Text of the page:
Old people

Many in my congregation are elderly people, but this afternoon it was my turn to lead a service at Ross Home, an elderly persons' home in our town. We took the data-projector and some music videos to ensure they enjoyed some music.... But what do you say to people who could be dead next week? What do you say to people immobilised in a wheel chair and with more health and disability problems than I can imagine? They all say they love me but each time I struggle to put into words something real and relevant. Sometimes, I must admit, I have thrown together a bunch of cliches and presented these. That practice came to an abrupt halt when I fronted up one day and discovered an old time chaplain colleague of mine, in there at a relatively young age, because he was dying of cancer. I remember the sense of guilt as I stood behind the pulpit. Here was my friend in the last weeks of his life, and I had cobbled together something to fill in the time acceptably! I am much more conscientious these days.

Exercise report.

This week I have struggled with a cold. I had a small run last Sunday... a walk up a hill track and back on Wednesday.... another small run on Thursday...slightly longer one on Saturday. Tonight I ran even though it was raining. I ran 9.5k, the longest run I have done for a while and I did it well. It was persistent rain, "persisting" down all the time except for the last half k. About two thirds of the way around I saw another old bloke... perhaps a little younger than I... running the other way, with a jacket on, but looking as drenched as I was. As he closed in on me he put on this broad grin and raised both his hands in a joyful salute. I yelled at him; "You're mad too!" "Yeah! but isn't it great!" he yelled back. I had to agree. It was quite nice plodding along in the rain, but I think only slightly demented runners would understand that. I guess sometime in the future I will have to give up running, but I hope not for a while. I just loved plodding along under my breathe saying,"One, two, three and four, ... One, two, three and four....." ... and feeling the rhythm of my feet on the ground and sensing and appreciating my breathing and my body movement. I'm so glad I can still jog at the moment, it is great Sunday afternoon therapy.

Thursday, March 5, 2009

The rhythms of life...

During the holidays I read a biography of John Seymour. He was a guru of self-sufficiency and wrote one of my favourite books. ("The Complete Book of Self-Sufficiency") I loved the book for the heap of practical advice in it, its philosophies and its sense of humour. One example was when he wrote about a tree he suggests burying a dead dog at the base of it. With tongue in cheek he says, "If you haven't got one, find one and shoot it!" The biography showed that here was another writer whose personal life was not as idyllic as his writings might suggest. But it reminded me of my experiences of and yearning for living out self-sufficiency principles. When we were at Apiti we experimented with Self-sufficiency and it has been a part of our lives ever since. We still try growing veges and fruit, still keep making and repairing things and still keep hens. I hope when, and if I retire to get back to doing more of it, there were deep rewards. I will list off some nostalgic memories.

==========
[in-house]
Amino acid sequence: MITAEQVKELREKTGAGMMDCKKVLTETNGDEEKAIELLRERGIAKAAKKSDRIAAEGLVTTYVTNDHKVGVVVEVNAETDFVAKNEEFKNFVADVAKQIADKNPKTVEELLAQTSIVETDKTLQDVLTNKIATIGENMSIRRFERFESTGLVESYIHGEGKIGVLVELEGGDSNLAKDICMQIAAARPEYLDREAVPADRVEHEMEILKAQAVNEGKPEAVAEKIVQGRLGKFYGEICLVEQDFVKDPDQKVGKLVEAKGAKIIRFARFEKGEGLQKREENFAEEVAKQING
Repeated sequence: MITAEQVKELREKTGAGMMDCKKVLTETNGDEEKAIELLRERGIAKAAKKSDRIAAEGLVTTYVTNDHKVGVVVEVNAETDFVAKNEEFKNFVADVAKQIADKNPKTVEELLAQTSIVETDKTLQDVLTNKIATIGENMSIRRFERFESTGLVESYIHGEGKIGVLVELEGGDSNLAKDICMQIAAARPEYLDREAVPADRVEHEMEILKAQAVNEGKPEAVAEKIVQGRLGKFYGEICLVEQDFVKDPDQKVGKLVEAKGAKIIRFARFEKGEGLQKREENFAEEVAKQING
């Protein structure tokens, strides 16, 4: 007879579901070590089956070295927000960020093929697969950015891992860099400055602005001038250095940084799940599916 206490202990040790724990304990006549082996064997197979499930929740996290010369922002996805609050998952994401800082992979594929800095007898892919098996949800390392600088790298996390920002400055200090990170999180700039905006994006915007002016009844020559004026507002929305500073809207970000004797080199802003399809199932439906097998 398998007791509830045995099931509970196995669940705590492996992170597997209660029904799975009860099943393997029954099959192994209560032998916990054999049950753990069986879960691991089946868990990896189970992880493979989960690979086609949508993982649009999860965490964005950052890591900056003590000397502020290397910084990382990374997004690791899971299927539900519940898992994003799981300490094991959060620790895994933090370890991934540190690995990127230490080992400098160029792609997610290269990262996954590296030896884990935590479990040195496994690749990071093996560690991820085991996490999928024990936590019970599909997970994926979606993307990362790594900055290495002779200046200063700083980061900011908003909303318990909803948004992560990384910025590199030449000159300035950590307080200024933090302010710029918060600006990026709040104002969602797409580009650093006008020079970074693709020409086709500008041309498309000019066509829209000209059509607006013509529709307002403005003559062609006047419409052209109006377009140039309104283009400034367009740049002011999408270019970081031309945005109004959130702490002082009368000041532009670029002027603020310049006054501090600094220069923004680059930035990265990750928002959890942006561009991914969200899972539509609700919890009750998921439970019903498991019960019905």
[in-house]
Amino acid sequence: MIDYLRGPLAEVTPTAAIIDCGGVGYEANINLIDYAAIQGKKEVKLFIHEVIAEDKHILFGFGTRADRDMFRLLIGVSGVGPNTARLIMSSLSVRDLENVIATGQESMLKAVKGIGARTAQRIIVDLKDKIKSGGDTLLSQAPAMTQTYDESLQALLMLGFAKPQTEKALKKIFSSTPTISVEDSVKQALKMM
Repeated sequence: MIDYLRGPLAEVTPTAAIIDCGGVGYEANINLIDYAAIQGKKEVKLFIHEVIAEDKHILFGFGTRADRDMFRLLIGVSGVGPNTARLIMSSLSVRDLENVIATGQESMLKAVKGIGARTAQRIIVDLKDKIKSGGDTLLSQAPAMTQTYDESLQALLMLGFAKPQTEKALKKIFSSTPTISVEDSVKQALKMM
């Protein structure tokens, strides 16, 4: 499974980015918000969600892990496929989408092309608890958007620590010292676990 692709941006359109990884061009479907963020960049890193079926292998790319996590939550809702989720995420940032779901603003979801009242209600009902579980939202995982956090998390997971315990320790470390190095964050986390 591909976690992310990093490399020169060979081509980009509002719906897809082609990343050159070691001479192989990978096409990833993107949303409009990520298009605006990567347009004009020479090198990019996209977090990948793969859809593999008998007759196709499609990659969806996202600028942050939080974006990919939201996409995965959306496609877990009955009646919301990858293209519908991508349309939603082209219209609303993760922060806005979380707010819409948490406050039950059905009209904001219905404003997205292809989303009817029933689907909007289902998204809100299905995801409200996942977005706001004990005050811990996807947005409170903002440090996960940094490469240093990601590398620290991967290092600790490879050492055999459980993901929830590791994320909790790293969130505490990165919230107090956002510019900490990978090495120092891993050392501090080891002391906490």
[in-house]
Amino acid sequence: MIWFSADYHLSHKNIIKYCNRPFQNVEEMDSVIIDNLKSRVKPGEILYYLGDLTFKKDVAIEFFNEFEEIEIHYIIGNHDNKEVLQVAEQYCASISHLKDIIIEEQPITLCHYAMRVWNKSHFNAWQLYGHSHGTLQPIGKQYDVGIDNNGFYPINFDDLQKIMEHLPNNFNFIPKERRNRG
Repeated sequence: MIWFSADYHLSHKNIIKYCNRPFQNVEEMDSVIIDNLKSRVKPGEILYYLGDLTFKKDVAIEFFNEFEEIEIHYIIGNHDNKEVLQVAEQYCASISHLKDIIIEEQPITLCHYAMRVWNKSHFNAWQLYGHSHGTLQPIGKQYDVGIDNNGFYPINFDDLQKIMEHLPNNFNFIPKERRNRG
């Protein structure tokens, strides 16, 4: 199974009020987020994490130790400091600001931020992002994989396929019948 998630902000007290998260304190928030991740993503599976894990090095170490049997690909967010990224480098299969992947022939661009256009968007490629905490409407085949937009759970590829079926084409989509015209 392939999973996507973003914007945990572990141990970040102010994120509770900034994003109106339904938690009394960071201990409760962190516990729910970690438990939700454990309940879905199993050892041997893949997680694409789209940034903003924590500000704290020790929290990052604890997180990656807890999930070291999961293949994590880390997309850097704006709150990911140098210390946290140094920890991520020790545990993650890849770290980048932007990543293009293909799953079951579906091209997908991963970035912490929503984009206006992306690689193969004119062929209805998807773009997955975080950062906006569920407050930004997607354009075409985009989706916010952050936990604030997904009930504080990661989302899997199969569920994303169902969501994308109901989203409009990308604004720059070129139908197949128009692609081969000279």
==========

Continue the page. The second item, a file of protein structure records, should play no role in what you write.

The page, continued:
• We purchased year old battery hens and free ranged them. At first they lacked feathers, could not perch and did not know how to peck at grass and insects and such. They were scared of sunlight! It was so great a few months later to see the same hens running around, fully feathered, enjoying the paddock and the stream and being harassed by an ever horny rooster. The eggs had a thick consistency and were a rich yellow.
  • We drank copious quantities of goats milk and made our own yogurt and cottage cheese. Simply delicious.
  • We installed an old wood stove and would clean up farmers' fallen trees to keep it going. We could cook, heat the water and heat the house with this stove. A kettle perpetually sizzling on the stove was a great feeling of "home".
  • There was something really neat about looking at your big colourful meal of meat and fresh veges and knowing that you had grown everything on your plate.
  • There was the absolute joy of watching, sometimes helping kids to be born. They were always a delight with heaps of energy and mischief.
  • There was a sense of peace, quietly rounding the goats up and one by one milking them. Each had a different personality and each had their preferred order of walking in and being milked. Sitting milking a goat with your ear up against their warm tummy, hearing it rumbling away there was something so real. You knew that this "machine" had taken grass, dock leaves, blackberry leaves and all sorts of other greenery and turned it into beautiful milk! And it would do the same by tomorrow morning, and again at night. If it was cold and wet, production went down, the goat had not eaten as much. One goat would finish eating whatever pallets you put for her to have while you milked her,then pick the container up throw it aside and turn her head and softly nuzzle your ear until you finished milking.
  • Then there was the killing of hens or male kid goats for meat. What was a job you tended to put off became a sacred experience as you realised that this animal's life was sacrificed for your table. Food became so much more precious and meaningful.